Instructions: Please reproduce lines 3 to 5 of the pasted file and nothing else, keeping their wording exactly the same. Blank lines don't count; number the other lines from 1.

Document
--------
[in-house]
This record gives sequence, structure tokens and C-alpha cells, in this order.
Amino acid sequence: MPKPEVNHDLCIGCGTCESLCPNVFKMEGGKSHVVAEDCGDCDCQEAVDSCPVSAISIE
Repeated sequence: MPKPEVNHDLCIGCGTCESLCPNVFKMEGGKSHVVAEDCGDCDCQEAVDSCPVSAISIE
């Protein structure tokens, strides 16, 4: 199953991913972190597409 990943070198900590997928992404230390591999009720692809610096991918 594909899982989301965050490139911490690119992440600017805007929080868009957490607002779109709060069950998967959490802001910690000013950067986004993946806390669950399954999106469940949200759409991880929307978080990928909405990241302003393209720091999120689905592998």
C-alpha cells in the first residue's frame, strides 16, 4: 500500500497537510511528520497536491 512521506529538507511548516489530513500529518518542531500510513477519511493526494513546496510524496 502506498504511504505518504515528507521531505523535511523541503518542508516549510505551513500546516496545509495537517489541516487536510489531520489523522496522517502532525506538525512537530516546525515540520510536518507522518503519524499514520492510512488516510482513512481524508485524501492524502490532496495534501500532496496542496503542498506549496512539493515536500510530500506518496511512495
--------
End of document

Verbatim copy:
Amino acid sequence: MPKPEVNHDLCIGCGTCESLCPNVFKMEGGKSHVVAEDCGDCDCQEAVDSCPVSAISIE
Repeated sequence: MPKPEVNHDLCIGCGTCESLCPNVFKMEGGKSHVVAEDCGDCDCQEAVDSCPVSAISIE
């Protein structure tokens, strides 16, 4: 199953991913972190597409 990943070198900590997928992404230390591999009720692809610096991918 594909899982989301965050490139911490690119992440600017805007929080868009957490607002779109709060069950998967959490802001910690000013950067986004993946806390669950399954999106469940949200759409991880929307978080990928909405990241302003393209720091999120689905592998």